Charlie Weatherbie begins his seventh season at the helm of the ULM football program.
Weatherbie led the Warhawks to one of their most memorable seasons in the program’s history in 2007. The 2007 season marked the first year that ULM was bowl eligible since it made the jump to Division I-A in 1994. The Warhawks won five of their last six games on the season including one of the biggest upsets in all of college football, knocking off Alabama 21-14 in Tuscaloosa, Ala., on Nov. 17.
Weatherbie guided 10 players to All-Sun Belt Conference honors that year and oversaw ULM running back Calvin Dawson’s climb to greatness as he set the ULM career rushing record. Dawson and the rest of the Warhawk offense posted the highest per game scoring average in the ULM Division I-A era.
Last year the Warhawks defeated Troy 31-30 marking the second straight season that ULM was the lone Sun Belt Conference team to defeat the eventual conference champion. The Weatherbie led Warhawks also came within one point of defeating Arkansas (28-27) in Little Rock, Ark.
The Warhawks came within five points of finishing 7-5 on the season and becoming bowl eligible -- two one-point losses and a three-point loss.
Seven players earned All-Sun Belt Conference honors in 2008 including Cardia Jackson and Zeek Zacharie, who were tabbed to the first team.
Under his direction, the Warhawk football program has made significant strides improving from winning one game in 2003 to winning the 2005 Sun Belt Conference Championship in just three seasons.
Weatherbie, ULM’s 13th head coach, took over the program a little less than three months before kicking off the 2003 season.
The 2006 Warhawks finished the season by winning three of their last four games, including a win over Louisiana-Lafayette for the fourth time in five years, and coming close to upsetting bowl-bound Kentucky. Quarterback Kinsmon Lancaster and Dawson created a high-powered offense for ULM with a league-leading 350.7 yards per game. It was the first time a Warhawk had rushed for over 1,000 yards in the Weatherbie era. Dawson and safety Kevin Payne joined the growing list of all-Sun Belt first team members during Weatherbie’s tenure.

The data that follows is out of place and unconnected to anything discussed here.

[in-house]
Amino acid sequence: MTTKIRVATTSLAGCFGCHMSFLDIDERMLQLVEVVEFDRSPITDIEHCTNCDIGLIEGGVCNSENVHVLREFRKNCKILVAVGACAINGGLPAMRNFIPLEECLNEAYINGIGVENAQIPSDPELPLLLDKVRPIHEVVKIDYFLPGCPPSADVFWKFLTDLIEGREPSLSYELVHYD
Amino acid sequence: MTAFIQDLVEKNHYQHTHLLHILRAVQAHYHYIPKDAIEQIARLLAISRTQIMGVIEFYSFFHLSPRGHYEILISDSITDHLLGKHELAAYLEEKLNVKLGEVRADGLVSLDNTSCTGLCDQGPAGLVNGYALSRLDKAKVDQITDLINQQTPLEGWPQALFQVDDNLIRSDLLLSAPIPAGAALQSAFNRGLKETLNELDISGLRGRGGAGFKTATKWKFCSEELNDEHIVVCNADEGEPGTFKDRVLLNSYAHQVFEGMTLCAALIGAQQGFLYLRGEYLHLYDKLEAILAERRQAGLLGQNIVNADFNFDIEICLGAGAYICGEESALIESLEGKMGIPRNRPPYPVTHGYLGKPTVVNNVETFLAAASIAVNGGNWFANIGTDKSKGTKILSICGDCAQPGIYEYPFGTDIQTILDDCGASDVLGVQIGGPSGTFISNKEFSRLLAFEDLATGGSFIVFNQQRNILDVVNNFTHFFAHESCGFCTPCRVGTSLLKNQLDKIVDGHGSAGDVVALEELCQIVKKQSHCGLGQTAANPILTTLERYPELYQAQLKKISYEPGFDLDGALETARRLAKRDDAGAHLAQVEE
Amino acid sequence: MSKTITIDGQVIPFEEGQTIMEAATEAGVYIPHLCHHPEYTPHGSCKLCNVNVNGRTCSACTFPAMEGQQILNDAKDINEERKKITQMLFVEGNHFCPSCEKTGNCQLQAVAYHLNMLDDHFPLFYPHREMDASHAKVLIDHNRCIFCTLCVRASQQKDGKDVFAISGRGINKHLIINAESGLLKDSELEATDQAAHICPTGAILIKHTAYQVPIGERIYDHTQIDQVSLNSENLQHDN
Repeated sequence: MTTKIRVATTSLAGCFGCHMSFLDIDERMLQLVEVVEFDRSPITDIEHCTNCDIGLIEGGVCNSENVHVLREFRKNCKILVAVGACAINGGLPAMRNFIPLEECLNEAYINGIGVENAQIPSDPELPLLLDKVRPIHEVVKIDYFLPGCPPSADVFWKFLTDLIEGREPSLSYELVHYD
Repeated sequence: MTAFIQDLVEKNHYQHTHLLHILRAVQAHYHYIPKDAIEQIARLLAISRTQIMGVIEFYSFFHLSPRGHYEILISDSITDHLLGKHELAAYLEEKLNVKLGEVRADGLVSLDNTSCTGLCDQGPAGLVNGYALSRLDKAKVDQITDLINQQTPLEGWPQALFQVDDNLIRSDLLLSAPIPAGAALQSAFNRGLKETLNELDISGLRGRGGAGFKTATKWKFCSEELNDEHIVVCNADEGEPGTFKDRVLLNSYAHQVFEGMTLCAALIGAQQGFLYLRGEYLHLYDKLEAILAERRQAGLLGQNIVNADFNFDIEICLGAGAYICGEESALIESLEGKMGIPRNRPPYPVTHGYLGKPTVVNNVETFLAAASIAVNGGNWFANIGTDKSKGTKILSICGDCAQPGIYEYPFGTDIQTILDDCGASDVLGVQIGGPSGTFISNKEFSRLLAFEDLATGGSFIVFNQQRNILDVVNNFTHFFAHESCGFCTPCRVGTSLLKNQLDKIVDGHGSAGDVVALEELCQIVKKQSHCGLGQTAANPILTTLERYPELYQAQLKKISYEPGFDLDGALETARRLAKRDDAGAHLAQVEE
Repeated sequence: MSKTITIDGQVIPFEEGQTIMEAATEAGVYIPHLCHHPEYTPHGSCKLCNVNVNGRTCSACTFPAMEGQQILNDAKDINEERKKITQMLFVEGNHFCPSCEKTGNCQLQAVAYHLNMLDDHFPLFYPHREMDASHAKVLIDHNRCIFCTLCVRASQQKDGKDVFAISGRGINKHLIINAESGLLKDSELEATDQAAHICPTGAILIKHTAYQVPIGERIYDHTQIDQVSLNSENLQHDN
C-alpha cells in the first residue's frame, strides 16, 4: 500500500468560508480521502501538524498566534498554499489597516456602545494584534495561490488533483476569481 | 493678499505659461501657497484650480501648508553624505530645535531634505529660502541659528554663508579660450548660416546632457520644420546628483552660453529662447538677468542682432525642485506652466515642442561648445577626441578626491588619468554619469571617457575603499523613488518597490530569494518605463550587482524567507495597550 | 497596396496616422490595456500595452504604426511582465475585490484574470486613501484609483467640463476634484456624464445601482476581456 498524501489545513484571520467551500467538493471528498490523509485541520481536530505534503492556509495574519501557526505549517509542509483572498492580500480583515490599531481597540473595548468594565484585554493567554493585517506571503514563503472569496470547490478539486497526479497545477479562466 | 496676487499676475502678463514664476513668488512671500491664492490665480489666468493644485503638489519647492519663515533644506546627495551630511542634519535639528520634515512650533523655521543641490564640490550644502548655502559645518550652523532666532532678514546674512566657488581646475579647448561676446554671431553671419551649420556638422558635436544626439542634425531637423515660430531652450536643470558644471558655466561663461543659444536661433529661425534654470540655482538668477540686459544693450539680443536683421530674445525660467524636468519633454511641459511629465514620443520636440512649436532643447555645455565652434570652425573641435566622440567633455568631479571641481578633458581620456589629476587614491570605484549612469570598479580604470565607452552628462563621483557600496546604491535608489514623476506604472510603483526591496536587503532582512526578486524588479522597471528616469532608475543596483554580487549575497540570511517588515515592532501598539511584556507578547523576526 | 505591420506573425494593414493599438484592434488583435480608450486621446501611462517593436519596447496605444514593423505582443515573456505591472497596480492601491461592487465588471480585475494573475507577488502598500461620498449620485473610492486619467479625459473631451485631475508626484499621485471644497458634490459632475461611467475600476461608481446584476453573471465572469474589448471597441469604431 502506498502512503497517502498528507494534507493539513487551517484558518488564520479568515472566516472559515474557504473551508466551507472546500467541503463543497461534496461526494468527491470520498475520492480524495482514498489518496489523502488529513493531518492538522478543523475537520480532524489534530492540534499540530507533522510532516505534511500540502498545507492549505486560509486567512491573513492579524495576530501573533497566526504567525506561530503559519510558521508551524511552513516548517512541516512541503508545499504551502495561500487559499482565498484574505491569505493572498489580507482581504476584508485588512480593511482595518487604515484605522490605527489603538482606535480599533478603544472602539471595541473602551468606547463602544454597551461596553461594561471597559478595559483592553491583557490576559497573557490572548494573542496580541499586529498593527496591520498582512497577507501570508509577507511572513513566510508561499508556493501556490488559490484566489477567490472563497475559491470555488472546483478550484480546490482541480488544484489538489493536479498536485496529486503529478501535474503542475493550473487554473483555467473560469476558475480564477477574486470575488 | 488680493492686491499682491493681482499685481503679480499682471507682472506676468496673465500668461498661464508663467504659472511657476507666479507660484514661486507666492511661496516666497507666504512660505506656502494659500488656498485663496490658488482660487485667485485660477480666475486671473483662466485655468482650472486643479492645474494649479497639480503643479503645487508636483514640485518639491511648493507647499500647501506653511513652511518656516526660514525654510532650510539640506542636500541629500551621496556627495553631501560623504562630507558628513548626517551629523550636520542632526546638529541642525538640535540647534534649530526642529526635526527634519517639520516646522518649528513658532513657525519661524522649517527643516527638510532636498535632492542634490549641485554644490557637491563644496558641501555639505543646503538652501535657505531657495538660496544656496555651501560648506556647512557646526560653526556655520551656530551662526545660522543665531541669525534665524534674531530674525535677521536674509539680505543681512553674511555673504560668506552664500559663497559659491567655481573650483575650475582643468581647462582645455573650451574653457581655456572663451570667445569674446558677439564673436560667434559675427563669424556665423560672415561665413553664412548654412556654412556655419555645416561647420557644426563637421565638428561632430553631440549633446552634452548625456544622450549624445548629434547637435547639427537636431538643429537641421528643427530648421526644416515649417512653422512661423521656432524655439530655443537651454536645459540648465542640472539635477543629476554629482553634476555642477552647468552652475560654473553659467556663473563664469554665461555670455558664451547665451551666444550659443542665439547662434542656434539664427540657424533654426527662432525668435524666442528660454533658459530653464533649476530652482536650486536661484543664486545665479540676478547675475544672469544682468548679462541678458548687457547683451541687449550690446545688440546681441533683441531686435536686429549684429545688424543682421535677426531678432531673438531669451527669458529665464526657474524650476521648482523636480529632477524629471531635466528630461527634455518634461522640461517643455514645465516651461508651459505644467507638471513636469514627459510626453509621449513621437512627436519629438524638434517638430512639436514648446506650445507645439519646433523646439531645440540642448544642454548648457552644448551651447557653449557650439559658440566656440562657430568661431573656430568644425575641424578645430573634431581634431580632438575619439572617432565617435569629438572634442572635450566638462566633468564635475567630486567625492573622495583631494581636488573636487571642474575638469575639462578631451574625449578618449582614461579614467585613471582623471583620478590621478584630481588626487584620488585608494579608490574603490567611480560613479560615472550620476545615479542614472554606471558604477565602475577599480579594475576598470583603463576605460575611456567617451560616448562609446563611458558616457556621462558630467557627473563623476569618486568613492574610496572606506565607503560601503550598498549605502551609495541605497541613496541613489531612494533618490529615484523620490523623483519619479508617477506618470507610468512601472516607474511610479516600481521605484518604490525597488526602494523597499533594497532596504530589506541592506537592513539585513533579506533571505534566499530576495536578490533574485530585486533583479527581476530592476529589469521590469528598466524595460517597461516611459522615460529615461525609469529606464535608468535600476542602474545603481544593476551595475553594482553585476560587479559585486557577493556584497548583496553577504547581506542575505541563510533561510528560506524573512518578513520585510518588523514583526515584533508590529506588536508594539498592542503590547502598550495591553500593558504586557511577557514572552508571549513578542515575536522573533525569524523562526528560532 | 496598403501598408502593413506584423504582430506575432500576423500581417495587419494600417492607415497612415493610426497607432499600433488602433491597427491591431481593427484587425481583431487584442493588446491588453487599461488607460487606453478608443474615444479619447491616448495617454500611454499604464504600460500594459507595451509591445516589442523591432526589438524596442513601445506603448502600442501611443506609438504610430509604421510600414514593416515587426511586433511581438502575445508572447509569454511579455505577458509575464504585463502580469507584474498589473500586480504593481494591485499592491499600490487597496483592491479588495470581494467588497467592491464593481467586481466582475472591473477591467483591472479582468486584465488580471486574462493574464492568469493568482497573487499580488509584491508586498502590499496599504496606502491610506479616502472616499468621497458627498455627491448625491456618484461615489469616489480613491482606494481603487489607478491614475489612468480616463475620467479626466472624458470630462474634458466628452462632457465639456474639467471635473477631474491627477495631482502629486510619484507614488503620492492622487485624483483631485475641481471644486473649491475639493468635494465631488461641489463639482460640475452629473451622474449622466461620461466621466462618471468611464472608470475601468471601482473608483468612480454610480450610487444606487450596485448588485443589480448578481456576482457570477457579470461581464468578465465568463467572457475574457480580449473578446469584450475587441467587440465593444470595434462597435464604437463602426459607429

The 2005 squad made its mark by winning ULM’s first conference title since 1992. The Warhawks finished the season with a 5-2 Sun Belt record and had 10 players receive all-Sun Belt honors, including Sun Belt Player of the Year Steven Jyles. Jyles re-wrote the ULM passing and total offense record books and has gone on to play for the Edmonton Eskimos and Saskatchewan Rough Riders in the Canadian Football League.
The 2004 squad won five of their last seven games, including four wins in Sun Belt play. ULM’s 4-3 Sun Belt record put Weatherbie’s squad in a tie for third place. The season also saw ULM beat intrastate rival Louisiana-Lafayette for the third season in a row.
In 2003, his first season at the helm, ULM lost seven games by seven points or less and highlighted the season with a win over Louisiana-Lafayette.
Weatherbie continues to be excited about the challenge of winning Sun Belt Conference championships at ULM and representing the league in a bowl game.
When asked at his first ULM press conference on May 7, 2003 whether he was an “offensive-minded” or “defensive-minded” coach, Weatherbie responded, “I’m a win-minded coach”.
The enthusiasm that Weatherbie brings to a community has been continually shown at each of his stops. Since Weatherbie arrived on the ULM campus, attendance at Warhawk games has seen a significant increase of over 10,000 fans per game.